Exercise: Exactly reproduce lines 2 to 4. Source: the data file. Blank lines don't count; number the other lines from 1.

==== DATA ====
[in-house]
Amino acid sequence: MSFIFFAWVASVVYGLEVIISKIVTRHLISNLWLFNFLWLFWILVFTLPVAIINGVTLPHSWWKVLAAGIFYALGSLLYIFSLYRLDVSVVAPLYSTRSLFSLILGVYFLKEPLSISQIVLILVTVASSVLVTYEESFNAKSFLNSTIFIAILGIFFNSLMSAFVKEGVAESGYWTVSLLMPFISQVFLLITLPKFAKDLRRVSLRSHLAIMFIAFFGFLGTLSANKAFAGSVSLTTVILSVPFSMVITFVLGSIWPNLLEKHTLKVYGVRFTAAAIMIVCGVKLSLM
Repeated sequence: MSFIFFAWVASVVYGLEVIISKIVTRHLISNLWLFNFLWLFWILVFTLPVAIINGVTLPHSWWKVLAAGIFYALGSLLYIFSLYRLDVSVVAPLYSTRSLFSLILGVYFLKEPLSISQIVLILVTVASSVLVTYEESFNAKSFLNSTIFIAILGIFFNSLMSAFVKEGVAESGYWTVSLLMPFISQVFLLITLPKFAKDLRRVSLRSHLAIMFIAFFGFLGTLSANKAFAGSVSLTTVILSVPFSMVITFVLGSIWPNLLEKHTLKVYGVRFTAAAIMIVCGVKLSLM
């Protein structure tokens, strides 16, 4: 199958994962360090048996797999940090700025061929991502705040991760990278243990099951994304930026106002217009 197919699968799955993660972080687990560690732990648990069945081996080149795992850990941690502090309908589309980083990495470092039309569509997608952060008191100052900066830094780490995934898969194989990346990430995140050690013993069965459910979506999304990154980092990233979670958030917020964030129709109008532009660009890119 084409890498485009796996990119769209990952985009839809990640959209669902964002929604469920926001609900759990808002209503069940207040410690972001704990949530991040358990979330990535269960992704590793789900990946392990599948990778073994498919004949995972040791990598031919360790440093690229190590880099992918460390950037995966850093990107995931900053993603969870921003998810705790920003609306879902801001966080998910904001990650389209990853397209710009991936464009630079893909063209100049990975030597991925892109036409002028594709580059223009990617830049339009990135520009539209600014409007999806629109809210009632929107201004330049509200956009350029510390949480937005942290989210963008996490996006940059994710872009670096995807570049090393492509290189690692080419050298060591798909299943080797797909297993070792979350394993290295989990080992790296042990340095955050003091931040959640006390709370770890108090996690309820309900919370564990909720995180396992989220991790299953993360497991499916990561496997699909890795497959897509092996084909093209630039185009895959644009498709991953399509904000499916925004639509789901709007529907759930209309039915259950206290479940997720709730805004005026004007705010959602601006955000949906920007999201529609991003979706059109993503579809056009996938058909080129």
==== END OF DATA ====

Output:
Amino acid sequence: MSFIFFAWVASVVYGLEVIISKIVTRHLISNLWLFNFLWLFWILVFTLPVAIINGVTLPHSWWKVLAAGIFYALGSLLYIFSLYRLDVSVVAPLYSTRSLFSLILGVYFLKEPLSISQIVLILVTVASSVLVTYEESFNAKSFLNSTIFIAILGIFFNSLMSAFVKEGVAESGYWTVSLLMPFISQVFLLITLPKFAKDLRRVSLRSHLAIMFIAFFGFLGTLSANKAFAGSVSLTTVILSVPFSMVITFVLGSIWPNLLEKHTLKVYGVRFTAAAIMIVCGVKLSLM
Repeated sequence: MSFIFFAWVASVVYGLEVIISKIVTRHLISNLWLFNFLWLFWILVFTLPVAIINGVTLPHSWWKVLAAGIFYALGSLLYIFSLYRLDVSVVAPLYSTRSLFSLILGVYFLKEPLSISQIVLILVTVASSVLVTYEESFNAKSFLNSTIFIAILGIFFNSLMSAFVKEGVAESGYWTVSLLMPFISQVFLLITLPKFAKDLRRVSLRSHLAIMFIAFFGFLGTLSANKAFAGSVSLTTVILSVPFSMVITFVLGSIWPNLLEKHTLKVYGVRFTAAAIMIVCGVKLSLM
């Protein structure tokens, strides 16, 4: 199958994962360090048996797999940090700025061929991502705040991760990278243990099951994304930026106002217009 197919699968799955993660972080687990560690732990648990069945081996080149795992850990941690502090309908589309980083990495470092039309569509997608952060008191100052900066830094780490995934898969194989990346990430995140050690013993069965459910979506999304990154980092990233979670958030917020964030129709109008532009660009890119 084409890498485009796996990119769209990952985009839809990640959209669902964002929604469920926001609900759990808002209503069940207040410690972001704990949530991040358990979330990535269960992704590793789900990946392990599948990778073994498919004949995972040791990598031919360790440093690229190590880099992918460390950037995966850093990107995931900053993603969870921003998810705790920003609306879902801001966080998910904001990650389209990853397209710009991936464009630079893909063209100049990975030597991925892109036409002028594709580059223009990617830049339009990135520009539209600014409007999806629109809210009632929107201004330049509200956009350029510390949480937005942290989210963008996490996006940059994710872009670096995807570049090393492509290189690692080419050298060591798909299943080797797909297993070792979350394993290295989990080992790296042990340095955050003091931040959640006390709370770890108090996690309820309900919370564990909720995180396992989220991790299953993360497991499916990561496997699909890795497959897509092996084909093209630039185009895959644009498709991953399509904000499916925004639509789901709007529907759930209309039915259950206290479940997720709730805004005026004007705010959602601006955000949906920007999201529609991003979706059109993503579809056009996938058909080129």